Ancient Monuments

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Bell barrow on Affpuddle Heath, 800m south east of Wood Barn

A Scheduled Monument in Affpuddle and Turnerspuddle, Dorset

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Coordinates

Latitude: 50.7305 / 50°43'49"N

Longitude: -2.2771 / 2°16'37"W

OS Eastings: 380537.498874

OS Northings: 92353.667716

OS Grid: SY805923

Mapcode National: GBR 0ZK.13Y

Mapcode Global: FRA 6734.YGM

Entry Name: Bell barrow on Affpuddle Heath, 800m south east of Wood Barn

Scheduled Date: 1 October 1962

Last Amended: 7 February 1997

Source: Historic England

Source ID: 1015359

English Heritage Legacy ID: 28358

County: Dorset

Civil Parish: Affpuddle and Turnerspuddle

Traditional County: Dorset

Lieutenancy Area (Ceremonial County): Dorset

Church of England Parish: Affpuddle with Turnerspuddle St Laurence

Church of England Diocese: Salisbury

Details

The monument includes a bell barrow situated on the crest of a ridge
overlooking the Frome Valley to the south east. The barrow forms part of a
group of six which, together, form a round barrow cemetery on Affpuddle Heath
and Bryant's Puddle Heath.
The barrow has a mound composed of earth, sand and turf, with maximum
dimensions of 12m in diameter and c.1.25m in height. The mound is surrounded
by a berm, or gently sloping platform, which was recorded in 1952 as an
earthwork 2.5m wide. The berm is surrounded by a ditch from which material was
quarried during the construction of the monument. The quarry ditch was
recorded as an earthwork 2m wide in 1952 and although it has since become
infilled, it will survive as a buried feature.

MAP EXTRACT
The site of the monument is shown on the attached map extract.
It includes a 2 metre boundary around the archaeological features,
considered to be essential for the monument's support and preservation.

Source: Historic England

Reasons for Scheduling

Bowl barrows, the most numerous form of round barrow, are funerary monuments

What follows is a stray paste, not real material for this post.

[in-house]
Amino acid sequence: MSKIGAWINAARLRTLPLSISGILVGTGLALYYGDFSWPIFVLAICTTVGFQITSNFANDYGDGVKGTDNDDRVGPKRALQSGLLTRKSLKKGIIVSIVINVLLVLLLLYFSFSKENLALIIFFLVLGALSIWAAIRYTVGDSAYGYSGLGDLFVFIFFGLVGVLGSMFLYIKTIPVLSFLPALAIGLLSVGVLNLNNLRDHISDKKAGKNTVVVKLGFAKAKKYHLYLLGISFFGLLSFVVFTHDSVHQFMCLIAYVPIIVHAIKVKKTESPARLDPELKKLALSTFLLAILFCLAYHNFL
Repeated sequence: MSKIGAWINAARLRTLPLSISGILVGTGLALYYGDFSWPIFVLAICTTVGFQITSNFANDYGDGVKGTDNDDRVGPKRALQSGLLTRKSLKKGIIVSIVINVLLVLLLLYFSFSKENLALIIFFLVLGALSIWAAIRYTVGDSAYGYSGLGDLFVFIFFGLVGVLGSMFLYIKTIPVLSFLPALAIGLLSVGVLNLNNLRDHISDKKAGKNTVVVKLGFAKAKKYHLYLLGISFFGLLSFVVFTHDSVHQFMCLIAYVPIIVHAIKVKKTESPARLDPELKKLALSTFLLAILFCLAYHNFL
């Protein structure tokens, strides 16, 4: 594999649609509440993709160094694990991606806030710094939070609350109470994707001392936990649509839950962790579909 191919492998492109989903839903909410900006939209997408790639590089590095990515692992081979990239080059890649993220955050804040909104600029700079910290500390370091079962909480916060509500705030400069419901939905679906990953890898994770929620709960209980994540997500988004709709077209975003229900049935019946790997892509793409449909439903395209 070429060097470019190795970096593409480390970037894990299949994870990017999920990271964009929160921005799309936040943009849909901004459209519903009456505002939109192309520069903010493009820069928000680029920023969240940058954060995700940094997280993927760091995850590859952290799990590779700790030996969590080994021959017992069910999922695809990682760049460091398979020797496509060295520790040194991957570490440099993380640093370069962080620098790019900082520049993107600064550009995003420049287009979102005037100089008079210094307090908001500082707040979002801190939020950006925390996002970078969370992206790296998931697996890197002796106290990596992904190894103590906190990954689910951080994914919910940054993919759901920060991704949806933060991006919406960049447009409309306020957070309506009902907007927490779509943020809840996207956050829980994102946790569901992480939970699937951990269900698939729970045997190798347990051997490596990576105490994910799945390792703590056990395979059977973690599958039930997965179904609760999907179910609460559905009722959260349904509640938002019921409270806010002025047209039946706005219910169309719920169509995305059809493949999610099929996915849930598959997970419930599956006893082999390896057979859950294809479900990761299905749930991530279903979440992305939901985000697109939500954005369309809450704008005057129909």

dating from the Late Neolithic period to the Late Bronze Age, with most
examples belonging to the period 2400-1500 BC. They were constructed as
earthen or rubble mounds, sometimes ditched, which covered single or multiple
burials. They occur either in isolation or grouped as cemeteries and often
acted as a focus for burials in later periods. Often superficially similar,
although differing widely in size, they exhibit regional variations in form
and a diversity of burial practices. There are over 10,000 surviving bowl
barrows recorded nationally (many more have already been destroyed), occurring
across most of lowland Britain. Often occupying prominent locations, they are
a major historic element in the modern landscape and their considerable
variation of form and longevity as a monument type provide important
information on the diversity of beliefs and social organisations amongst early
prehistoric communities. They are particularly representative of their period
and a substantial proportion of surviving examples are considered worthy of
protection.

Despite some previous damage by vehicles and military slit trenches, the bell
barrow on Affpuddle Heath, 800m south east of Wood Barn, survives
comparatively well and will contain archaeological and environmental evidence
relating to the monument and the landscape in which it was constructed.

Source: Historic England

Sources

Books and journals
Grinsell, L V, 'Procs Dorset Natural History and Archaeological Soc.' in Dorset Barrows, (1959), 85
Grinsell, L V, 'Procs Dorset Natural History and Archaeological Soc.' in Dorset Barrows, (1959), 85
Other
Mention damage by vehicles in 1952, RCHME, National Monuments Record,
Mention survey by RCHME in 1952, RCHME, National Monuments Record,
RCHME, National Monuments Record,

Source: Historic England

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